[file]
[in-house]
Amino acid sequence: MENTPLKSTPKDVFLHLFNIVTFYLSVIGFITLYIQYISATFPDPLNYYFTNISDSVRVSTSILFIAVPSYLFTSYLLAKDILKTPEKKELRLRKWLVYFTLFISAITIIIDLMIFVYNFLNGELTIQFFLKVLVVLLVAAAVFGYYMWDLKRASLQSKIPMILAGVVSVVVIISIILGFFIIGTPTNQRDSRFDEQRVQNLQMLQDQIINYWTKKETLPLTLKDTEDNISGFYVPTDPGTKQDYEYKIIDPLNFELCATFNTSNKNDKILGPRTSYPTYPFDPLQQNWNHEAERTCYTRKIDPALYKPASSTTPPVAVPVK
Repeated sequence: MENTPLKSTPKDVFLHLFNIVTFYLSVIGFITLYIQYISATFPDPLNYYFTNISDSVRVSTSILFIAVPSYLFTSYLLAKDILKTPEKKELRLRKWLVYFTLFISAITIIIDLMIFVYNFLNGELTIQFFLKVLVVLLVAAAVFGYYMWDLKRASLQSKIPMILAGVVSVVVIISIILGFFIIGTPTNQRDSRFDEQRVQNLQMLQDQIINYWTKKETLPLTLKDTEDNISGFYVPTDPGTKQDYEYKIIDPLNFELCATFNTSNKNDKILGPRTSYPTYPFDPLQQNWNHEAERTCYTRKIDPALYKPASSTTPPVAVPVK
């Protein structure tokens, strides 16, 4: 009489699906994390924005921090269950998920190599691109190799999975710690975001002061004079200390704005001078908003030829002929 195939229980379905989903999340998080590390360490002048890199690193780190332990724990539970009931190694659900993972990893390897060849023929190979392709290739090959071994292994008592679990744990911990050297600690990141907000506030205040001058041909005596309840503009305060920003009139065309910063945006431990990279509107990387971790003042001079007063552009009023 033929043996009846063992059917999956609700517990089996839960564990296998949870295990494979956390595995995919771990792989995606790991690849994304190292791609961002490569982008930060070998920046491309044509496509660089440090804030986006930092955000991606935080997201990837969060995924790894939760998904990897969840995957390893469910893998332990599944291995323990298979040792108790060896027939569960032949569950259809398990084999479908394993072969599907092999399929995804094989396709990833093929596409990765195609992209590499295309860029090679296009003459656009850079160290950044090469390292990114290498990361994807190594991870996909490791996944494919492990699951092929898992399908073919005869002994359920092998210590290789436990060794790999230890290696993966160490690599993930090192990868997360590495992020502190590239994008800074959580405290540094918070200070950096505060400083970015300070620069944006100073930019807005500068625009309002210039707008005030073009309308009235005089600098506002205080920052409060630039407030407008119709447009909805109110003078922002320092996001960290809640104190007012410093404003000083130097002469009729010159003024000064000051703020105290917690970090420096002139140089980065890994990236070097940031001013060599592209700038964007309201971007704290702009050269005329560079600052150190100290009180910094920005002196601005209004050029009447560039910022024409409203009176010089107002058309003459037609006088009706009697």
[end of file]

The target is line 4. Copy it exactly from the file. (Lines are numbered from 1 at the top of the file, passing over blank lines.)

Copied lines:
């Protein structure tokens, strides 16, 4: 009489699906994390924005921090269950998920190599691109190799999975710690975001002061004079200390704005001078908003030829002929 195939229980379905989903999340998080590390360490002048890199690193780190332990724990539970009931190694659900993972990893390897060849023929190979392709290739090959071994292994008592679990744990911990050297600690990141907000506030205040001058041909005596309840503009305060920003009139065309910063945006431990990279509107990387971790003042001079007063552009009023 033929043996009846063992059917999956609700517990089996839960564990296998949870295990494979956390595995995919771990792989995606790991690849994304190292791609961002490569982008930060070998920046491309044509496509660089440090804030986006930092955000991606935080997201990837969060995924790894939760998904990897969840995957390893469910893998332990599944291995323990298979040792108790060896027939569960032949569950259809398990084999479908394993072969599907092999399929995804094989396709990833093929596409990765195609992209590499295309860029090679296009003459656009850079160290950044090469390292990114290498990361994807190594991870996909490791996944494919492990699951092929898992399908073919005869002994359920092998210590290789436990060794790999230890290696993966160490690599993930090192990868997360590495992020502190590239994008800074959580405290540094918070200070950096505060400083970015300070620069944006100073930019807005500068625009309002210039707008005030073009309308009235005089600098506002205080920052409060630039407030407008119709447009909805109110003078922002320092996001960290809640104190007012410093404003000083130097002469009729010159003024000064000051703020105290917690970090420096002139140089980065890994990236070097940031001013060599592209700038964007309201971007704290702009050269005329560079600052150190100290009180910094920005002196601005209004050029009447560039910022024409409203009176010089107002058309003459037609006088009706009697």